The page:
+44 1729 822694      send email

Wild Flowers at Lower Winskill

Wild Flowers at Lower Winskill.

The soils at Lower Winskill are very variable and give rise to a wide range of plant communities.

Wild flowers are abundant in the pastures and hay meadows, and amongst the limestone pavements and cliffs.

By carefully controlling when the pastures are grazed many different wildflowers are able to flower and set seed from the spring through to the early autumn.

The limestone pastures at Lower Winskill are home to a number of different orchids including the delightfully scented Fragrant Orchid. All the orchid species are becoming more abundant as a result of the management as part of the Higher Level Stewardship Scheme.

The Early Purple Orchid is one of the first flowers to appear in the spring alongside the Cowslips in the limestone pastures. With its vivid purple colour it gives an exotic quality to the high limestone pastures nearly 1000 feet above sea level. The purple colour is quite variable and occasionally a white flower spike is produced. The leaves are generally marked with dark spots and lie close to the ground making them difficult to see before the flower spike grows. The camouflage might be a defence against grazing animals, but the flower spike is sometimes nibbled off and toppled over at the base possibly by slugs.

Rock Rose is one of the characteristic wild flowers of limestone pasture. It is also the sole food for the caterpillars of the rare Northern Brown Argus butterfly which are now increasing at Lower Winskill. The increase in numbers of Northern Brown Argus butterfly at Lower Winskill is directly related to the greater abundance of Rock Rose.

Other rare plants in the limestone pastures include the nationally rare Ladies Mantle (Alchemilla glaucescens), Spring Cinquefoil and Grass of Parnassus. The latter is typically a plant of damp areas flushed with lime-rich groundwater. However it grows in fairly dry locations in the limestone pastures at Lower Winskill, suggesting that with the right management this beautiful wildflower can expand beyond its more familiar range.

As well as the many characteristic wildflowers of limestone grassland the beautiful early flowering Blue Moor Grass (Sesleria caerulea) is common in the limestone pastures at Lower Winskill.

The upland hay meadows at Lower Winskill are home to many different wild flowers. Careful management and a program of hay meadow restoration in partnership with Natural England as part of the Higher Level Stewardship Scheme are making sure the distinctive plant communities that grow in the upland hay meadows are maintained and thrive.

After the last of the ewes and lambs are taken out of the meadows in early May they are 'shut up' to let the grass grow to make into hay to feed to livestock over winter. The ewes and lambs have already eaten the first flush of spring grass and leave the meadows cropped short so that sun light reaches right down to the surface of the ground. This encourages the wild clovers which naturally add to the fertility of the soil. It also checks the grasses, and gives a precious advantage to colourful flowering wild plants which race ahead of the grasses in May and June. The meadows are not mown for hay until after the middle of July to allow the wild flowers to set seed which then falls back onto the ground as the hay is made.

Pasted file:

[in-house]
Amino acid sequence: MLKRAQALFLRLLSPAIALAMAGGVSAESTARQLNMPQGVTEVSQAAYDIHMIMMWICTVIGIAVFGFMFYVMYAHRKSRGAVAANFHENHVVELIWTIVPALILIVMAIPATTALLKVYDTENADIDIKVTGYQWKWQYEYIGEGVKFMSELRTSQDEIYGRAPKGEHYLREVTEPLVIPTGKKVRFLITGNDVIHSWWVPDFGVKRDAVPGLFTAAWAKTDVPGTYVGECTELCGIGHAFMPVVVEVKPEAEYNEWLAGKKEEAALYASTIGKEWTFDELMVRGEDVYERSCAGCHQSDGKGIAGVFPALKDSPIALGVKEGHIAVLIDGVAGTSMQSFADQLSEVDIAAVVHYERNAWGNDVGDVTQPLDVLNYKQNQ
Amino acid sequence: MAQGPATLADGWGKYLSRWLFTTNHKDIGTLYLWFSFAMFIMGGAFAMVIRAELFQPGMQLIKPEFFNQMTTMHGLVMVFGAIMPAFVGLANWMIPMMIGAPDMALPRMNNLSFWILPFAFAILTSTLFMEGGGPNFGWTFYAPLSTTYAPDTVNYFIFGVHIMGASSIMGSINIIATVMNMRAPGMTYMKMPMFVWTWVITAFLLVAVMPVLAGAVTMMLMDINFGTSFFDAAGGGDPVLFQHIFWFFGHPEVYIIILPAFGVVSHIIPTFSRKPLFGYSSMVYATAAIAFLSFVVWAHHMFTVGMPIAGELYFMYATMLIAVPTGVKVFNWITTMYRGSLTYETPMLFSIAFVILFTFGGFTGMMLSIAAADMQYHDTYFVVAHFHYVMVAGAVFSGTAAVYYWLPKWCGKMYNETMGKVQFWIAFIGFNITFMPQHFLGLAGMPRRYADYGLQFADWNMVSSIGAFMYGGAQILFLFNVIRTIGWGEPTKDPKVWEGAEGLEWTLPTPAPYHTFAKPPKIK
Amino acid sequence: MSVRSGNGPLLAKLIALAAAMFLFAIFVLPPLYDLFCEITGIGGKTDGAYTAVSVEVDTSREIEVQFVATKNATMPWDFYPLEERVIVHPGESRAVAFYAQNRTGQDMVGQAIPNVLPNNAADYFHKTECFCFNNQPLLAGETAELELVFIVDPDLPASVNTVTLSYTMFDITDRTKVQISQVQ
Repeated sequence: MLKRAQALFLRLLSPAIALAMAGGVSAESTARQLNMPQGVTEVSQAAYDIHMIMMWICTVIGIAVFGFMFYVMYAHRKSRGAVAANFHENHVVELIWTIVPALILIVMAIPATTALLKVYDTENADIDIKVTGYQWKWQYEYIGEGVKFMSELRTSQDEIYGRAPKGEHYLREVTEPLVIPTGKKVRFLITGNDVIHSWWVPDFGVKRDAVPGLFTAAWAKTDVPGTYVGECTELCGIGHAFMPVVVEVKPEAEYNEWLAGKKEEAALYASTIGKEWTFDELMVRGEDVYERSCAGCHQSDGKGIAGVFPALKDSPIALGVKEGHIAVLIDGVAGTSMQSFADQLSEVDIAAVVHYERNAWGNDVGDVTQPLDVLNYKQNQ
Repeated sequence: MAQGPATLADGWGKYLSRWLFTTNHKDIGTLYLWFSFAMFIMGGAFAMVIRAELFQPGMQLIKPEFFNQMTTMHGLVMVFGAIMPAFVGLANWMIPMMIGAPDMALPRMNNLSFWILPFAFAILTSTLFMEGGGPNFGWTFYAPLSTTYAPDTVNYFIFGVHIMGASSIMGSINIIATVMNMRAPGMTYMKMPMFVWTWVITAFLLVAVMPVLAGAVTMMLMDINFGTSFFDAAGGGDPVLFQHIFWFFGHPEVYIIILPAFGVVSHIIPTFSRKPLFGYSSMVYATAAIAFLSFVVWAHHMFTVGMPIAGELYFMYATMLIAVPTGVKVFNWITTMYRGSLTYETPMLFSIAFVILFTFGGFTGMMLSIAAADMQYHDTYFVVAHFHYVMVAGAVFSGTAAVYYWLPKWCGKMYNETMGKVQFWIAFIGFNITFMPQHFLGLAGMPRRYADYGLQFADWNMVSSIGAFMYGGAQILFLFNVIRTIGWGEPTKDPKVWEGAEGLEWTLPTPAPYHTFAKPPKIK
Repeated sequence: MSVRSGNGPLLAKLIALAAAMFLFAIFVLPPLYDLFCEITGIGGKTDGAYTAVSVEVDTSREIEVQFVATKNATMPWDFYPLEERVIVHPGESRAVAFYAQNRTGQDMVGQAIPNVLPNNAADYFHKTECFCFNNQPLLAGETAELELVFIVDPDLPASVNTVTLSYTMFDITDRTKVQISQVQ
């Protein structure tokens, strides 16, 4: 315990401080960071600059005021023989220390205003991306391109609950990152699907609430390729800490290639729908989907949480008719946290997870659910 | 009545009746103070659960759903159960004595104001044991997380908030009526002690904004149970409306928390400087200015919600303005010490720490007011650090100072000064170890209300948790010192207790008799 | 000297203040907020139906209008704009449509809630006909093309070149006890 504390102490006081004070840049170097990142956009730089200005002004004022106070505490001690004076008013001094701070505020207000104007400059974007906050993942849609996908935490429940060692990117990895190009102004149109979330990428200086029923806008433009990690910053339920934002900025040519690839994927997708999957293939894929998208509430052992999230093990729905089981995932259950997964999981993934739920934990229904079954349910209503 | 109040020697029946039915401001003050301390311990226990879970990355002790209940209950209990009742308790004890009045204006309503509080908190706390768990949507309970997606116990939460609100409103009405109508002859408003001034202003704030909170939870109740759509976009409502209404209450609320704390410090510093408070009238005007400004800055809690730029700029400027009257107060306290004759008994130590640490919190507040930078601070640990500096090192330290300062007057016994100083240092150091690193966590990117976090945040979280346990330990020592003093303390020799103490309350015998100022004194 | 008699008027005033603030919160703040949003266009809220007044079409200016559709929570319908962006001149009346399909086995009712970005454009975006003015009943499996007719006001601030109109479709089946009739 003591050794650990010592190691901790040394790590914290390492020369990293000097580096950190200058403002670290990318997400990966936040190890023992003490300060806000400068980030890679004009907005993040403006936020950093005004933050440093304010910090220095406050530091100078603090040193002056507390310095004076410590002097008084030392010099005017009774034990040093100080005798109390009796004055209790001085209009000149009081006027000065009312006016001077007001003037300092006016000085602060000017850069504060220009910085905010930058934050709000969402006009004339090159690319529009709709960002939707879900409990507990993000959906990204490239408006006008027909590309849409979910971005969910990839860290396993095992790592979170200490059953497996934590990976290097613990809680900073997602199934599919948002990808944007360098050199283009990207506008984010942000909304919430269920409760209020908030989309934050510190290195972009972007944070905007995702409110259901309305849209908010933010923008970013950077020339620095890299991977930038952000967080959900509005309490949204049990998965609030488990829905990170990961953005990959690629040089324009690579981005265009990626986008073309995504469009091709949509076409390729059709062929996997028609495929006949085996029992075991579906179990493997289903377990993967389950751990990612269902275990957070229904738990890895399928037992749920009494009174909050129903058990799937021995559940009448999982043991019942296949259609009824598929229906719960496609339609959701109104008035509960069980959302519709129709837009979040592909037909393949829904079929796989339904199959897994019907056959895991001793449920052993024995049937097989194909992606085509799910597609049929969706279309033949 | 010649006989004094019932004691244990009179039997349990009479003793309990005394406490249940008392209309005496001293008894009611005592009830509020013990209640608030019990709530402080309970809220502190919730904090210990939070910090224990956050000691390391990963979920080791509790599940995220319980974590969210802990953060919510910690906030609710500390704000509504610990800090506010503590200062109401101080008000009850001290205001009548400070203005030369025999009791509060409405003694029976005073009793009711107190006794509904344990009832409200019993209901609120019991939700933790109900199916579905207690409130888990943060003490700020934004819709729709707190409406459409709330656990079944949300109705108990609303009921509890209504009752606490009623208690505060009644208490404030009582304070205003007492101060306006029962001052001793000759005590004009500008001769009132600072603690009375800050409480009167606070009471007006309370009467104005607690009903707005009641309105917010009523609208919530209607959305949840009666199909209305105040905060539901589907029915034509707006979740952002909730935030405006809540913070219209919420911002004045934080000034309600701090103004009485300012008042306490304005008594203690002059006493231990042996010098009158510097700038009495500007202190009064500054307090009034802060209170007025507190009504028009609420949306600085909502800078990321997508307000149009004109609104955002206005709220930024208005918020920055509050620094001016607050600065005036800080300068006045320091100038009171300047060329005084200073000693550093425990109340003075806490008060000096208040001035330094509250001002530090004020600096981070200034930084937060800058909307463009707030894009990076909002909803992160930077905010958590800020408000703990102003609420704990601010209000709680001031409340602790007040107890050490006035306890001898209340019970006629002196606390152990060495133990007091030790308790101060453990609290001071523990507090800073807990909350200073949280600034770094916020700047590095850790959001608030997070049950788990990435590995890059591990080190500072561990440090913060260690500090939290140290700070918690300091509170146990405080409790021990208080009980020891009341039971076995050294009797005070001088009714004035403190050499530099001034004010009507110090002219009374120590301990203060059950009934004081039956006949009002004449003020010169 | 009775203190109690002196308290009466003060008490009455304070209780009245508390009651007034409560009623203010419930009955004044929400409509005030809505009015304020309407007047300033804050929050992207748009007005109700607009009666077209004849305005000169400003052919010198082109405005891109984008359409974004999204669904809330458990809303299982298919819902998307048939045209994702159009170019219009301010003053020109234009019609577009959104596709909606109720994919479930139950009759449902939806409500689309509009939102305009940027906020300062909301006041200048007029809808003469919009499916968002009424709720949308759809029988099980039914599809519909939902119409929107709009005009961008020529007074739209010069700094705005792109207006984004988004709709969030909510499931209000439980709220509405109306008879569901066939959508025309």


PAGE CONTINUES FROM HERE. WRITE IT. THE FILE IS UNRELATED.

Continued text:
The presence of Bluebells in the meadows at Lower Winskill suggests they were originally formed when the locality was more wooded. The annual cycle of meadow management with the ewes and lambs eating the first flush of grass before being taken out of the fields in early May mimics conditions during spring on the woodland floor before the tree canopy comes into leaf. Upland hay meadow management creates a 'window of opportunity' for vernal or spring flowering plants such as Bluebells to flower in grassland.

The semi-parasitic Hay Rattle has an important part to play in the restoration of upland hay meadows. By checking the growth of the more vigorous grasses it helps other wild flowers get established. It is a prolific producer of seed; and the seeds are large and easily collected by mechanised seed harvesters for use in meadow restoration schemes.

Related Articles


Below you will find a gallery with some of the many pictures we have taken of the Wild Flowers in the hay meadows at Lower Winskill. If you rest your mouse over a picture it will give you a description of that picture. Click any of the pictures for a closer view.

Even if youre not affluent abundant to swiss replica watches allow a Patek Philippe for your collection, there are added automated watch brands aural the ability of added boilerplate collectors. In fact, the industry is seeing a replica watches uk about-face in watch absorption to adolescent collectors. Yes, even those in their 20's and 30's who accept the agency are searching at alpha and furthering watch collections.Watch-wearing saw a rolex replica abatement as adaptable phones became commonplace, but timepieces are now generally apparent as both a appearance account and a way to accurate individuality.